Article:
Margaret Deland

Margaret Deland was an American poet and novelist who also wrote short stories.  She belonged to the literary realism movement that prevailed during the late 19th and early 20th centuries.  This prolific writer had over thirty books to her name. She was born Margaretta Wade Campbell on the 23rd February 1857 in Allegheny, Pennsylvania.  Tragically her mother died giving birth so she was raised by an aunt and uncle.  Her education was taken at private schools and the Cooper Union in New York City.  For a short time she worked as a teacher of drawing. Margaretta married a publisher named Lorin F Deland in 1880 whose output...

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Margaret Deland Bio

Margaret Deland was an American poet and novelist who also wrote short stories.  She belonged to the literary realism movement that prevailed during the late 19th and early 20th centuries.  This prolific writer had over thirty books to her name.

She was born Margaretta Wade Campbell on the 23rd February 1857 in Allegheny, Pennsylvania.  Tragically her mother died giving birth so she was raised by an aunt and uncle.  Her education was taken at private schools and the Cooper Union in New York City.  For a short time she worked as a teacher of drawing.

Margaretta married a publisher named Lorin F Deland in 1880 whose output included the production of greetings cards.  She soon found her own niche in this business, writing verses for the cards.  Encouraged by her success in this she had her first collection of poems published in 1886 under the title The Old Garden.  When her husband sold the company they moved to Boston and lived fairly affluently, being able to also purchase a property in Kennebunkport, Maine as a summer residence.  They kept this house for the next fifty years or so.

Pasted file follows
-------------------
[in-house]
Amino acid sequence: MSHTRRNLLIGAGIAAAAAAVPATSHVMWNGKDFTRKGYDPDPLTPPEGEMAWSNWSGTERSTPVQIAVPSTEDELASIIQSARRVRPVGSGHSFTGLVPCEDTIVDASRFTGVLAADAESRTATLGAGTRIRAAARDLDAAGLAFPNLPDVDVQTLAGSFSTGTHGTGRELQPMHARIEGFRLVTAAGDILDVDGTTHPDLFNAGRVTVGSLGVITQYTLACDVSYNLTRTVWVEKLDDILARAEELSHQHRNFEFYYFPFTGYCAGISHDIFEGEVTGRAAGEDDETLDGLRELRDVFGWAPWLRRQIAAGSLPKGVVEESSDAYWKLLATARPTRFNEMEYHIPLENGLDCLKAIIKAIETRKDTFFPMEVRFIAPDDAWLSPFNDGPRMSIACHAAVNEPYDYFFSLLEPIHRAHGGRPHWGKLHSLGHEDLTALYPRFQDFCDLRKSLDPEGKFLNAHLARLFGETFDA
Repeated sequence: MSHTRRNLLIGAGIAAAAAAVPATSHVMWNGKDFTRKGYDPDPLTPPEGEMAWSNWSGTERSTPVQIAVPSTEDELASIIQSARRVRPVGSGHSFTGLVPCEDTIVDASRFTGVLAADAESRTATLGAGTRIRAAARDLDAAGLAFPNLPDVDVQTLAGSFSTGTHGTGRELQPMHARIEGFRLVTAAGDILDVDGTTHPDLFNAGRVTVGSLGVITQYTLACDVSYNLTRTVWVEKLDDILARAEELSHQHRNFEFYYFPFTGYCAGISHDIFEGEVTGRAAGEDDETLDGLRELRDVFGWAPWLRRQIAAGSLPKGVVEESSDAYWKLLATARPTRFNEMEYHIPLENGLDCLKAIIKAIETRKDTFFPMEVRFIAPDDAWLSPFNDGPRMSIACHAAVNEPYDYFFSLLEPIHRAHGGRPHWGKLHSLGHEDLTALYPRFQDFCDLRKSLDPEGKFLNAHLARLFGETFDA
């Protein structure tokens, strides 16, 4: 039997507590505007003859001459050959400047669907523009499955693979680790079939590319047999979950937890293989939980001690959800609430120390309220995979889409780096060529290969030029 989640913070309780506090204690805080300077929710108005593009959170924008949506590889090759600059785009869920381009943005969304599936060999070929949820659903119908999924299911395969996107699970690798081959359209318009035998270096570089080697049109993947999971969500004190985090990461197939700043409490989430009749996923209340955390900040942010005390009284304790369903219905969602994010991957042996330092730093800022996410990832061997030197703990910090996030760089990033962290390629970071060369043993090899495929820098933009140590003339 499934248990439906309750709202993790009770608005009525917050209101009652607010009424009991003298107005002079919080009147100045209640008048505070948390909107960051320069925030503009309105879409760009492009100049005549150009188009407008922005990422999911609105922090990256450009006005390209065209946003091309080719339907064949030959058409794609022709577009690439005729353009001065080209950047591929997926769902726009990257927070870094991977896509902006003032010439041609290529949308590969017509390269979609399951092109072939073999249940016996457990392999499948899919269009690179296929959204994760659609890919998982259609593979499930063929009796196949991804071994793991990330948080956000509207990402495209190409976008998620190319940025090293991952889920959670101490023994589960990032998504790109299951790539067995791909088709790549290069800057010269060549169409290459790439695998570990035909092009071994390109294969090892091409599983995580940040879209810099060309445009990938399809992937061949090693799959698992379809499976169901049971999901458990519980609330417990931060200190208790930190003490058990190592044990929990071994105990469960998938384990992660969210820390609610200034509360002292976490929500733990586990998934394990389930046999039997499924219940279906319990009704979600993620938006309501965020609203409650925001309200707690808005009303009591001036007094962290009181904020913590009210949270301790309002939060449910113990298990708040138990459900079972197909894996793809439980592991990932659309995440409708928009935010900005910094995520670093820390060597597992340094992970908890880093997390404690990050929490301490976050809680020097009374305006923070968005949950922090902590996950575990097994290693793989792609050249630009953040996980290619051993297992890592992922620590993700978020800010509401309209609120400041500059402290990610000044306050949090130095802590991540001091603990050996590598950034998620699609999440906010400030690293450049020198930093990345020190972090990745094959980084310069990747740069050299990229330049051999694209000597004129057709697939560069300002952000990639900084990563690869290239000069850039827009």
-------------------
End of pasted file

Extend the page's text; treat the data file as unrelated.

Deland became increasingly interested in the plight of unmarried mothers and women’s rights in general.  She even went so far as to open up her Boston home to  them and, during a four-year period, it is believed that the Delands took in at least 60 young women and their children on a temporary basis.  She was writing pieces for the Atlantic Monthly on this subject and one piece, in 1910, deduced that restlessness was a

She was moved by the struggles of the French population during the First World War and spent time there, winning an award from the Légion d’honneur for her efforts.  During the 1920s she worked tirelessly for the recognition of female writers in American literature alongside the likes of Edith Wharton and Mary E Wilkins Freeman.  She was elected to the National Institute of Arts and Letters and helped towards the

She was also an outspoken critic of some religious faiths such as Calvinism and her 1888 novel, John Ward, Preacher was an indictment of the movement.  The book became a best seller.

Many of the themes that she used in her work concerned the everyday lives of small-town America and a good example is the charming little poem Butter and Eggs which is a simple tale of a young man pleading to be allowed to purchase a kiss from the young woman selling dairy produce at the farm gate.  This short poem is reproduced here:

She wrote a series of books that became known as the village chronicles, based on her childhood experiences.  Titles included

  More hard-hitting titles, her so-called “problem novels”, included

  Following her work in France she published a series of articles called Small Things in 1919.
Margaret Deland died in her last place of residence, Boston’s Hotel Sheraton, on the 13th January 1945.  She was 87 years old.